There is Hope for Diabetes Treatment with Plant Hallucinogen
The Plant Hallucinogen is a Hopeful Treatment for Diabetes. A powerful molecular cocktail that contains a compound from Ayahuasca stimulates insulin -producing cells to grow rapidly.
Modern technology has revealed that the psychoactive drug harmine is one of the components behind these mystic experiences. This ingredient would one day be used to treat diabetes.
While such a cure may be far away, scientists took another step towards it by combining naturally occurring harmine and a compound made in a lab. According to Cell Metabolism, December 20th, findings, both the beta-producing and insulin-producing cells can work together to replicate at unprecedented rates.
Type 1 diabetes arises when the body turns on these cells and destroys them. Type 2 diabetes develops when these same cells wear out and can no longer make insulin. Both of these effects are irreversible because we will only ever be able to use the beta cells that we made in our early years.
The possibility of a new treatment to treat diabetes could come true if this combination of compounds is added to the arsenal. Justin Annes is an assistant professor at Stanford University in medicine and endocrinology. He also studies beta cell proliferation with another investigator group. "Looking back over 10 years, we wondered whether human beta cells can even be coaxed to dividing," Annes said. What started out as a fantasy is now a goal, which may become a reality in the future.
A 2015 study that showed that beta cell growth was promoted by harmine in a dish, one stop along the way to this reality. Although it is a promising start, Andrew Stewart (scientific director of the Diabetes Obesity and Metabolism Institute at Mount Sinai), says that the results are a bit slow for anyone who requires a replacement population.
Stewart and colleagues have shown that harmine can be combined with synthetic inhibitors of other molecule to increase the rate by 5-8 percent, on average. Some growth methods may even get as high as 16% Stewart states that this is not the only combination possible. Other groups are also working on other pairings. Annes and colleagues discovered several compounds that have similar promises for encouraging insulin-producing cell to reproduce.
Stewart states that while we may all be competing in the end, "we all know one another so we share reagents, and ideas." Different people have discovered different drugs that make beta cell replication." Stewart says his lab selected harmine to be their first screening, though he doesn't consider harmine superior.
Another group of researchers pulled harmine out of a molecular maze in 2006 to search for chemical compounds that could interact with Down syndrome protein. Study after study showed that harmine plays a role in many systems of the body, including the brain. This explains in part why ayahuasca has had such an impact on the early adopters.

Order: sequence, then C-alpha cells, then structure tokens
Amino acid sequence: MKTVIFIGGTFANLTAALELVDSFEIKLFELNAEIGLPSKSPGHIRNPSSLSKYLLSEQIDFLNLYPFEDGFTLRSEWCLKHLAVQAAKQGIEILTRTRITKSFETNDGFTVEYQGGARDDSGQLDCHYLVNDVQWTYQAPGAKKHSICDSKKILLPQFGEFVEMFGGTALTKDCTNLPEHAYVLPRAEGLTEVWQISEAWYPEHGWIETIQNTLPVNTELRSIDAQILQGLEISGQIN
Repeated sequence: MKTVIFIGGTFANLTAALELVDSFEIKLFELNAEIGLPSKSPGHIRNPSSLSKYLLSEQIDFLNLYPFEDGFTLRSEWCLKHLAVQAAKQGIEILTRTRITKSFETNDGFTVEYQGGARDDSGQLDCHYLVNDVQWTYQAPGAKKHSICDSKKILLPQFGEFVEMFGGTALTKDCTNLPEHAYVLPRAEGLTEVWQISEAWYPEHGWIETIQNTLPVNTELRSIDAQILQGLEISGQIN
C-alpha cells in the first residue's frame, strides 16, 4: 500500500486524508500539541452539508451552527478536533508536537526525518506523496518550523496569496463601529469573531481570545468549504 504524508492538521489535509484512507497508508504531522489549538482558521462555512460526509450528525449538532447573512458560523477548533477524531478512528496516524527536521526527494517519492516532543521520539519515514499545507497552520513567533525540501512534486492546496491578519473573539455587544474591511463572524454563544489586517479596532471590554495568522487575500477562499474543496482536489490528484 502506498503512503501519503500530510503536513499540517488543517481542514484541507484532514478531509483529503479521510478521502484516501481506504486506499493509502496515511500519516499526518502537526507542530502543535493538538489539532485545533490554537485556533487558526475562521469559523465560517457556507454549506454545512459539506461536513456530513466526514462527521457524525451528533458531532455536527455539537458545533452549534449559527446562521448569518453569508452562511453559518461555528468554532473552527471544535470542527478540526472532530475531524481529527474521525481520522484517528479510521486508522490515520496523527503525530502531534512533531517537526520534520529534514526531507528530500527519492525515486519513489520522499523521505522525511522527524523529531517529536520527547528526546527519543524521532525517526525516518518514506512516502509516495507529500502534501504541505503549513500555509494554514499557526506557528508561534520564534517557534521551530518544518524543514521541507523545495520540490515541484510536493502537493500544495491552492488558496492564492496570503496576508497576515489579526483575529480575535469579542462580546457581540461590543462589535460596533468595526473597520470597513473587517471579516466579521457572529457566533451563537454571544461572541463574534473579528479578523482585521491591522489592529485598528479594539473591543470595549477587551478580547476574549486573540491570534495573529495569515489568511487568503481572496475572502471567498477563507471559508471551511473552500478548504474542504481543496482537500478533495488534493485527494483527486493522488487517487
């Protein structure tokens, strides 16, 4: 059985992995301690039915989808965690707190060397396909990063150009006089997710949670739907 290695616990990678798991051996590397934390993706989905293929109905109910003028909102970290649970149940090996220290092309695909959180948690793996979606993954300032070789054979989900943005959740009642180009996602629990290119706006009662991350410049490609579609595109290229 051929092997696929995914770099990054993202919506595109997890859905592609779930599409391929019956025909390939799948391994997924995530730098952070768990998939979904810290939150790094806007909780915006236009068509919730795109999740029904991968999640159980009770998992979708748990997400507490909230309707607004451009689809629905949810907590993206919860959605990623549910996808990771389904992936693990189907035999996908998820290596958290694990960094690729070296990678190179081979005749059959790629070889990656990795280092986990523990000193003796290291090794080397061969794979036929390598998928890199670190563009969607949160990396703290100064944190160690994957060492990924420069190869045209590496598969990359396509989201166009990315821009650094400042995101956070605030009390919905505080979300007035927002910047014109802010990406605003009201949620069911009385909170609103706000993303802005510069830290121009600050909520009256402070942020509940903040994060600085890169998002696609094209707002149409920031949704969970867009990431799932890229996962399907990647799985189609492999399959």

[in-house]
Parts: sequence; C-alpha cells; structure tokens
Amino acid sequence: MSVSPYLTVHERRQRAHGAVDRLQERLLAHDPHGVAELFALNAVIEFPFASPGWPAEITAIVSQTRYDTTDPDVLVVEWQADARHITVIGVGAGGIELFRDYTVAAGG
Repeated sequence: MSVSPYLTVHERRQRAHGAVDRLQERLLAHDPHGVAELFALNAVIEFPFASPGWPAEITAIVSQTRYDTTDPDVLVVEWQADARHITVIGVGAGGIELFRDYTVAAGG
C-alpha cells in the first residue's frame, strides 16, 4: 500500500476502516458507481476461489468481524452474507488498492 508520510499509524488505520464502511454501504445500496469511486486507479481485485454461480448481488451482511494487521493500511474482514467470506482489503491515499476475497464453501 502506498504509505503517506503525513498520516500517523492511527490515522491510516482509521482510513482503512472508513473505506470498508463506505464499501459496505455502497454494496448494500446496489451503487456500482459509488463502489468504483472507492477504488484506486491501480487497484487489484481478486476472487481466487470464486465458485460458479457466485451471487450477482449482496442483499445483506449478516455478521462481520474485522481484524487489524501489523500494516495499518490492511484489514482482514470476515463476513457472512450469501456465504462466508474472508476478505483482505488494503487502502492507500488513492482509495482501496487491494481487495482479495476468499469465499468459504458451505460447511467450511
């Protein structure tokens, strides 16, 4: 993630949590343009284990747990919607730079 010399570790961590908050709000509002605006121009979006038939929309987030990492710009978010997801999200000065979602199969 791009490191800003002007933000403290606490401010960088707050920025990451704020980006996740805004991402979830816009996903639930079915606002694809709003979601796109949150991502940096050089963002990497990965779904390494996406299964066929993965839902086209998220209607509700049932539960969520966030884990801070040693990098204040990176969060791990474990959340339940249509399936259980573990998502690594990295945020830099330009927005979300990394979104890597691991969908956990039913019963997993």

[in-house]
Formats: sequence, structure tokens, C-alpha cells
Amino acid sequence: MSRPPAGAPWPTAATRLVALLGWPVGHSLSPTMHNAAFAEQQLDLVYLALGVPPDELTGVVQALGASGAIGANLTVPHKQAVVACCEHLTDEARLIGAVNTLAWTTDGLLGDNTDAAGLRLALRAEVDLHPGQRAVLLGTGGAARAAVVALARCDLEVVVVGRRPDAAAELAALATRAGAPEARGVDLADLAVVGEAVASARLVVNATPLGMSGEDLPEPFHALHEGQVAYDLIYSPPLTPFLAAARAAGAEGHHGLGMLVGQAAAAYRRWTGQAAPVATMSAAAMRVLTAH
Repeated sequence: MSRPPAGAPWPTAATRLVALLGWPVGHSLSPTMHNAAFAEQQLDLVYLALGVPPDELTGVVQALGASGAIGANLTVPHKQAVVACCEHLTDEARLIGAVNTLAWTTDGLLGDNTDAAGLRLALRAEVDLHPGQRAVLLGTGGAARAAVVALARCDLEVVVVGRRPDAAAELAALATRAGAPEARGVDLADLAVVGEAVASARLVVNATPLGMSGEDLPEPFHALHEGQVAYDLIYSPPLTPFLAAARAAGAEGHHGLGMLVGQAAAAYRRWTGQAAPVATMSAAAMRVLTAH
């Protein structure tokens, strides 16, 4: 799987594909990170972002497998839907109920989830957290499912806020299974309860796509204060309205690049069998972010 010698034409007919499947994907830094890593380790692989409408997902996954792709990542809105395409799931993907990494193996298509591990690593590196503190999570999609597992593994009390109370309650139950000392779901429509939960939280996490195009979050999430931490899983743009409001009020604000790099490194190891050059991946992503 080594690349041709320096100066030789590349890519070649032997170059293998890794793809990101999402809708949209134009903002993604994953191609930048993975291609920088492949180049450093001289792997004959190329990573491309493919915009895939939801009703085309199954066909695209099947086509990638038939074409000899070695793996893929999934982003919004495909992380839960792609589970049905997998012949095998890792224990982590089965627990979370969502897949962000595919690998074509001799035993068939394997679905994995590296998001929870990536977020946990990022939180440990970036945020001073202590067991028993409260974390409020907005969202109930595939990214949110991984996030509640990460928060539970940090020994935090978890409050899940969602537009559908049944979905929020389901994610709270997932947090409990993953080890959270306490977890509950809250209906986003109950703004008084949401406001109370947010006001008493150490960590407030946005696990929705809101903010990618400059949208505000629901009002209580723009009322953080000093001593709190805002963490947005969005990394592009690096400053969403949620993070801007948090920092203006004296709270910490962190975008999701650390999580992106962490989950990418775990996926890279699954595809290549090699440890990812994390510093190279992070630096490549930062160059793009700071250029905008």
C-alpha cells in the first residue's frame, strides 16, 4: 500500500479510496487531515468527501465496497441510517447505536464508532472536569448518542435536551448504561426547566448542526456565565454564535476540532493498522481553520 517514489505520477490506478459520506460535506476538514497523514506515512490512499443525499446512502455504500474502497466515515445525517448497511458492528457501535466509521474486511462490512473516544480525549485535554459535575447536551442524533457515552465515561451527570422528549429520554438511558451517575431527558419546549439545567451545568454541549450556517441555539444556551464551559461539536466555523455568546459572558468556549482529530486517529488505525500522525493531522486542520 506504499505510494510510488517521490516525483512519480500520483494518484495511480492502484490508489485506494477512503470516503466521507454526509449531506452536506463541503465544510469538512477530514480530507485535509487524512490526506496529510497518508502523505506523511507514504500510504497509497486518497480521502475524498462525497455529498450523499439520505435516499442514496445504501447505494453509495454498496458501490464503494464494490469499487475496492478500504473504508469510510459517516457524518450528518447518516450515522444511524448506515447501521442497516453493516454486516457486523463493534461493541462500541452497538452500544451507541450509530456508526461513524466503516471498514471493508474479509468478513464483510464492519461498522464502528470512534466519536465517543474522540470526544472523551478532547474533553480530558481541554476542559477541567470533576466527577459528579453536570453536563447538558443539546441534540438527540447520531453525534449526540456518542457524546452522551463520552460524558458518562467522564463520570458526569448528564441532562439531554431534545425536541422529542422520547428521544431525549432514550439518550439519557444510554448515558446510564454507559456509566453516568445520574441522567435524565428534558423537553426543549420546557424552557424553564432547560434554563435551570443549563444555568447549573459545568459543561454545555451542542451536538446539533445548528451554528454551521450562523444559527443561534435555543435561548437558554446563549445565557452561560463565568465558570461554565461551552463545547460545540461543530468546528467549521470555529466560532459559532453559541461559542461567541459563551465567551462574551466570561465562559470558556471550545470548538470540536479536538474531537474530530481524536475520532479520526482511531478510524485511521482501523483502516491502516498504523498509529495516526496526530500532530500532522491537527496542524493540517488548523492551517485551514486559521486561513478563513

Harmine is known to interfere with the enzyme dual-specificity tyrosine regulated kinase1A (DYRK1A). DYRK1A, like harmine works in a variety of tissues. One function it plays is shaping the central nervous systems during embryonic growth. Because of its role in Down syndrome, it was initially identified. Its routine job is to apply chemical tags on molecules to turn them on or off.
Another molecule is part of the synergizing pairing and inhibits a number of proteins of the transforming growth factors-beta suprafamily (TGFbSF). These proteins, like DYRK1A are involved in a wide range of bodily processes including cell proliferation.
Stewart and his team discovered TGFbSF, DYRK1A in cells of benign pancreatic tumors known as insulinomas. Their idea was that, if they were able to identify the causes of these tumors' growth, then they could use that information for normal beta-cell growth. They discovered TGFbSF and DYRK1A-related targets.
The inhibition of these proteins in human beta cells can shut down the cell regulators responsible for preventing cancer cell growth out of control. TGFbSF and harmine, which release this brake, and DYRK1A as well as TGFbSF in various tissues are both active in treatment. Annes says that there is still a lot of work to be done before the medications are safe for human use. She also believes it's reasonable to worry about possible cancer.
Klaus Kaestner is a professor of genetics at Penn Diabetes Research Center. He reported in 2016 that harmine stimulates the division of many hormone-producing cell types, even other pancreatic cells.
Stewart and his team are currently going through several potential chemical tags, which could help to guide the inhibitors towards the correct location. Stewart says that for the moment, he and his colleagues are Amazon employees and possess a lot of packages. We know they belong to you but don't have an address.
Type 1 diabetes poses another hurdle. Stewart says that even though the immune system kills these cells and targets them in type 1 diabetes, some beta cells can still be found. Uncertain is whether a new cell population derived from these cells will attract even more immune destruction. Stewart says that if the harmine-TGFbSF inhibitor combination ever makes it to trials, the population it might initially suit best are those who have type 2 diabetes. It would then be possible to move from the South American rainforest to clinical treatment.